Valérie Leray: Abandoned Places, Marzahn, Berlin 2015 / Internment Camp for Gypsies (Roma), Marzahn, Berlin 1939-1945, analogue photography, digital print on aluminium, 100 x 100 cm. Edition 1/5. Courtesy of Galerie Kai Dikhas, Berlin.

This week we feature the solo exhibition of Valérie Leray, No Innocent Landscape, currently on view at the ERIAC Gallery Space in Berlin, opened on 2 August as part of the commemorations of the Roma Holocaust. On view 2 August – 29 October 2021.

No Innocent Landscape

Valérie Leray’s landscapes are marked by abandoned, neglected, contested or rehabilitated sites of past mass violence: unmarked locations where Sinti and Roma were held prisoner in camps. Shattered spaces, wrote Michael Meng (2011); difficult heritage, diagnosed Sharon Macdonald (2008). These are affective places that frighten – acting on the body and the sphere of feelings of a disoriented passer-by, they do not allow themselves to be ‘understood’ or ‘read’. The negative memory that surrounds these places leads to a range of practices of covering up, hiding, and rejection: various sites are littered, allowed to be covered with vegetation, not fenced off or marked, no monuments or plaques erected, and commemorations are perfunctory and erroneous.

After discovering that her grandfather, Jean-Pierre Leray, was interned as a child in a concentration camp in Jargeau, near Orléans, Valérie Leray commenced a systematic journey to different camps scattered throughout France, documenting, through a photographic subversion of the genre of landscape painting, the absence of the people who had once been interned there. During World War II, about a quarter of the Roma population of France underwent administrative internment, while others were placed in restricted residence. Under the Vichy Regime, 30 camps, including those of Saliers, Rivesaltes, Barcarès, Montreuil-Bellay, Jargeau, Coray and Lannemezan opened to detain thousands of French Roma. Yet, the horrific crime against the Roma has been widely ignored, and they have received little or no compensation for their suffering or lost property. It took decades for Roma to go public with their stories, giving testimony of the racist Nazi persecution, and demanding justice and recognition as victims of genocide.

Leray’s photographs hijack the genre of the French landscape painting and challenge the mechanism of incorporating a particular landscape into the fabric of national identity. Fragments of concrete reality bear witness to it, but they also become in some sense collaborators – as the Dutch poet Armando writes in his poems about the Holocaust, blaming the landscape, the trees and the land surrounding the camps for becoming accomplices to the crime. The mysteriousness of Leray’s works points to the duality of the gaze and requires a change in the status of the beholder. What we see seems at first glance to be apparently clear, obvious and quite analytical, and yet we sense that another, fuller view is latent, brewing underneath. The image resists – not allowing us to assume the position of a passive observer, before whom meaning is simply revealed. We, too, must set out on a journey towards which we are guided by clues contained in the unusual manner of depiction, the intriguing banality of the subject, the colours, the titles. In order to prevent us from forgetting the horrors of history, Leray directs our gaze towards the common, everyday sights that have become history’s beacons. We need to look, not only to discover the hidden memory of these landscapes; we must begin to look as an act of resistance against the process of forgetting.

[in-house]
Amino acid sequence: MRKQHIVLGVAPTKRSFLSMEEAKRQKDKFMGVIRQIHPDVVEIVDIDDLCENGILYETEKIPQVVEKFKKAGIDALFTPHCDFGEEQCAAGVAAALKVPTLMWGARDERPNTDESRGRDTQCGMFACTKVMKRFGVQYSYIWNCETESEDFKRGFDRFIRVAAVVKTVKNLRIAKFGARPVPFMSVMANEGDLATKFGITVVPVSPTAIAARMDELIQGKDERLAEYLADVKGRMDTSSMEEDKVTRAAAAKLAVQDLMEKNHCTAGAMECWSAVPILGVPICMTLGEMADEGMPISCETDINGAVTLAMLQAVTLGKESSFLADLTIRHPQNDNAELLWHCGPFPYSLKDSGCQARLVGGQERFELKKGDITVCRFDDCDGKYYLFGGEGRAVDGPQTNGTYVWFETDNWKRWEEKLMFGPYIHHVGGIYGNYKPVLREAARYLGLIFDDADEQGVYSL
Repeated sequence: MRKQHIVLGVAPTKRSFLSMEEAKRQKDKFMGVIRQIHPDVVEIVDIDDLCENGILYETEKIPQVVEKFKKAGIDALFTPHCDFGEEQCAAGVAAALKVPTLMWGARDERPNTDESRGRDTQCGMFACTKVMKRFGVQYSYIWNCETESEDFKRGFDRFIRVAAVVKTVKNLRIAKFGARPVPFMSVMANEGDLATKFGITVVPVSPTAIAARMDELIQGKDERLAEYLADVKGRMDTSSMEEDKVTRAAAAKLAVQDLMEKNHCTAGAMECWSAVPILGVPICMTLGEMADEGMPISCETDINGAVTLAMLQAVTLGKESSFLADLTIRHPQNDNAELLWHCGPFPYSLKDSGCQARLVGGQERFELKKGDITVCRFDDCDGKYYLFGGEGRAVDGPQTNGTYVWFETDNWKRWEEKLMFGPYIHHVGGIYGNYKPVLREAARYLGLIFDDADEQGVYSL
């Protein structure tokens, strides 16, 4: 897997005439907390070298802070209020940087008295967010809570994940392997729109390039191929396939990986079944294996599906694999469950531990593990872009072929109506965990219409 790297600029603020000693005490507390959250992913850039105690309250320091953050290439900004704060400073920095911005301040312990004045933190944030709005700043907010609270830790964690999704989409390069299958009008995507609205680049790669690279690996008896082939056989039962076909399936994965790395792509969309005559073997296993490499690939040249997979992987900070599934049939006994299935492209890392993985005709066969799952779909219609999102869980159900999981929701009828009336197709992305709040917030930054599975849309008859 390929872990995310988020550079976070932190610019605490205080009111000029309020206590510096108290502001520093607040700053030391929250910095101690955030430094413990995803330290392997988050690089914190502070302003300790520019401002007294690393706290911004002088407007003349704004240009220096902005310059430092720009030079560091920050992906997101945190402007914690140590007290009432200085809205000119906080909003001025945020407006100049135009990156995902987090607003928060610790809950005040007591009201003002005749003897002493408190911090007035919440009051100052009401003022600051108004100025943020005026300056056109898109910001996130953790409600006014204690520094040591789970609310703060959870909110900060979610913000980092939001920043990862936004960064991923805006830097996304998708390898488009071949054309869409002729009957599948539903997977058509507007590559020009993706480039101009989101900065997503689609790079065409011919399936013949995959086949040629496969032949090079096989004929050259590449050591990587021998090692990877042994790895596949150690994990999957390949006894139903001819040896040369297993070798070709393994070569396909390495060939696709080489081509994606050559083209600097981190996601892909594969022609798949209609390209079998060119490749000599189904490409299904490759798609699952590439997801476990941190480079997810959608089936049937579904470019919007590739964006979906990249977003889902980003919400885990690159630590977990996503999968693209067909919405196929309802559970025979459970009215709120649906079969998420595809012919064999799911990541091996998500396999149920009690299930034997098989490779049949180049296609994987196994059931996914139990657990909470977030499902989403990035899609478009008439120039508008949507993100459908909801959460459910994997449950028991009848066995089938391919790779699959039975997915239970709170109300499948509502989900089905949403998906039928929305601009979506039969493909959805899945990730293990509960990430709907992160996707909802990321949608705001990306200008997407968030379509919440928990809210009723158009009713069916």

Please enjoy the virtual exhibition tour and the interview with the artist.

Valérie Leray (Chartres, France, 1975) is a visual artist and photographer, researcher, curator and art director of the artist-run alliance la mire, based in the Loire Valley (France) and in Berlin, where it has established an artist residency programme for visual artists, called A Roof Above Your Head, and is planning to establish another in South Asia.

Leray began her artistic career as a reportage photographer and conceptualised her approach in documentary photography. She received her MA in Photography and Multimedia at the Paris 8 University. She was an award-recipient in “The European Year of Intercultural Dialogue”, and has been awarded a number of visual art grants in France, and elsewhere in Europe. Her works have been exhibited internationally, including at: Fotonoviembre (Spain), Europäischer Monat der Fotografie (Berlin), Fotoseptiembre (Mexico D.F.), Pingyao International Photography Festival (China), and in Taiwan, Serbia, Croatia, Poland, and Paris, among others. In 2019, the series, Place With No Name, was shown at the prestigious Venice Biennale within the exhibition, FUTUROMA, curated by Daniel Baker and commissioned by ERIAC.

Leray regularly gives artist talks and conferences, and also organises workshops and interventions for a range of audiences, on various analogue and digital photographic processes. She has also initiated a creative performance series as a conference with European visual artists, the majority of Roma background, and for this, she has been awarded in the European Mobility Program I-Portunus.

Leray engages in an analysis of the photographic medium and its historical role as evidence and artefact required for an event reconstruction. She also questions the relationship between the true and the fake in the process, the possibilities of data and image manipulation, and the paradigm of the visible/invisible, placing subjects in their geopolitical and geohistorical contexts, and more widely questioning through the discipline of archaeogeography (or landscape heritage).

2 August – 29 October 2021, ERIAC Art Space Berlin

Curators: Tímea Junghaus, Katarzyna Pabijanek, Andrea Petrus

Camera, drone, editing: Kornél Szilágyi

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